The defining DNA methylation signature of Kabuki syndrome enables functional assessment of genetic variants of unknown clinical significance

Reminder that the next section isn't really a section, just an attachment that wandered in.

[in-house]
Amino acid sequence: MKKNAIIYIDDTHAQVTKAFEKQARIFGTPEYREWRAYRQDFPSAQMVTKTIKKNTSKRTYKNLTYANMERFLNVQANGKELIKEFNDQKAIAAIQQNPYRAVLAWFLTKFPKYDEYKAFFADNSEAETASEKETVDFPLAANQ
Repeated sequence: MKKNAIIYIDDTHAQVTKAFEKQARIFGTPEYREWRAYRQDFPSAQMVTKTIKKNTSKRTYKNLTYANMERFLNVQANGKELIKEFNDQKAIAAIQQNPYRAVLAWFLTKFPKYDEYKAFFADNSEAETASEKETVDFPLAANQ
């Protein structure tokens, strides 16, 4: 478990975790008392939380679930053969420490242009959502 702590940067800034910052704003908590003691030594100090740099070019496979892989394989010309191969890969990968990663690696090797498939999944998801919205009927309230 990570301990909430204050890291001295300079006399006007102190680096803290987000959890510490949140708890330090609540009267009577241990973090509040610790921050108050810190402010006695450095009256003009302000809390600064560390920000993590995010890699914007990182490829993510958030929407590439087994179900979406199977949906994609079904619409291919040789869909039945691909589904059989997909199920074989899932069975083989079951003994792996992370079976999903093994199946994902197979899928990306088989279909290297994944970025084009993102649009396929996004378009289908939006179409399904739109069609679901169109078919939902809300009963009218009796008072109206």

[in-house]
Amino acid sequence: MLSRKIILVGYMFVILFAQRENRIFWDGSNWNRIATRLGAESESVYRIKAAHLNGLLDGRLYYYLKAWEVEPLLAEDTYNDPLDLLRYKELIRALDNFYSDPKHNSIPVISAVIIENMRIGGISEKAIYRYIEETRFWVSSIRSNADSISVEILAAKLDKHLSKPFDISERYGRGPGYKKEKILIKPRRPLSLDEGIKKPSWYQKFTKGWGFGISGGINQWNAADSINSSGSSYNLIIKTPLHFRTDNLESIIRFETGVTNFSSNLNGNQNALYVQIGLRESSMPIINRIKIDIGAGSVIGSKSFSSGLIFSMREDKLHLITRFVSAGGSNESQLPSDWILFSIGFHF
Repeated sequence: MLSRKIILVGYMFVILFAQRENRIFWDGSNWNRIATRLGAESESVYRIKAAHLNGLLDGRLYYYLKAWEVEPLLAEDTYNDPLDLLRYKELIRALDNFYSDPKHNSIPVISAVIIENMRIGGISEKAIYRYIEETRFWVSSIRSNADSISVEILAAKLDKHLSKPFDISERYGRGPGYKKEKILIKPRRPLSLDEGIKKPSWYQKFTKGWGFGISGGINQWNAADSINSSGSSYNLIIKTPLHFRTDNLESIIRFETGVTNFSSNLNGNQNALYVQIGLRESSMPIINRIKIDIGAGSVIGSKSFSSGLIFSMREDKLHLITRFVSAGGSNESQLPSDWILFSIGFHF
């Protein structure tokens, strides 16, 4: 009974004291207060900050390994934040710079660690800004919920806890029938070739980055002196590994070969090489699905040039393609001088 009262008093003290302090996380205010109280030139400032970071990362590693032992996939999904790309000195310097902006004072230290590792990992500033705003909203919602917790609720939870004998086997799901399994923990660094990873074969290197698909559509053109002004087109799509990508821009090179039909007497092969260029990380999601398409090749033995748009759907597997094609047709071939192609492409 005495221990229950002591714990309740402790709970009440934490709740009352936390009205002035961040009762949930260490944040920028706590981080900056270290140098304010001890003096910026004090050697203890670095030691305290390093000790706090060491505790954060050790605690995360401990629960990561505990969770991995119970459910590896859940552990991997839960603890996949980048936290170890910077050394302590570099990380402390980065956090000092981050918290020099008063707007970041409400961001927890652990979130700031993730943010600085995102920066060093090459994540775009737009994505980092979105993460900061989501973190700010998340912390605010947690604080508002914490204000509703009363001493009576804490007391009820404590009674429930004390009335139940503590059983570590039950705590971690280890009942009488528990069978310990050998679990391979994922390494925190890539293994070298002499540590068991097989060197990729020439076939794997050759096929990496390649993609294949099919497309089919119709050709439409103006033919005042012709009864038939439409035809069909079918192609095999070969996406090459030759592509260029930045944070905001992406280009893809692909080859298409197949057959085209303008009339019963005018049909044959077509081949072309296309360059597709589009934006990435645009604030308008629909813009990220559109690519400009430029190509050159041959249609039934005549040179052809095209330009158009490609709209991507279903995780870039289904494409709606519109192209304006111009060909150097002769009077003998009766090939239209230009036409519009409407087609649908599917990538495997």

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Kabuki syndrome (KS) is caused by mutations in KMT2D, which is a histone methyltransferase involved in methylation of H3K4, a histone marker associated with DNA methylation. Analysis of >450,000 CpGs in 24 KS patients with pathogenic mutations in KMT2D and 216 controls, identified 24 genomic regions, along with 1,504 CpG sites with significant DNA methylation changes including a number of Hox genes and the MYO1F gene. Using the most differentiating and significant probes and regions we developed a "methylation variant pathogenicity (MVP) score," which enables 100% sensitive and specific identification of individuals with KS, which was confirmed using multiple public and internal patient DNA methylation databases. We also demonstrated the ability of the MVP score to accurately reclassify variants of unknown significance in subjects with apparent clinical features of KS, enabling its potential use in molecular diagnostics. These findings provide novel insights into the molecular etiology of KS and illustrate that DNA methylation patterns can be interpreted as 'epigenetic echoes' in certain clinical disorders.
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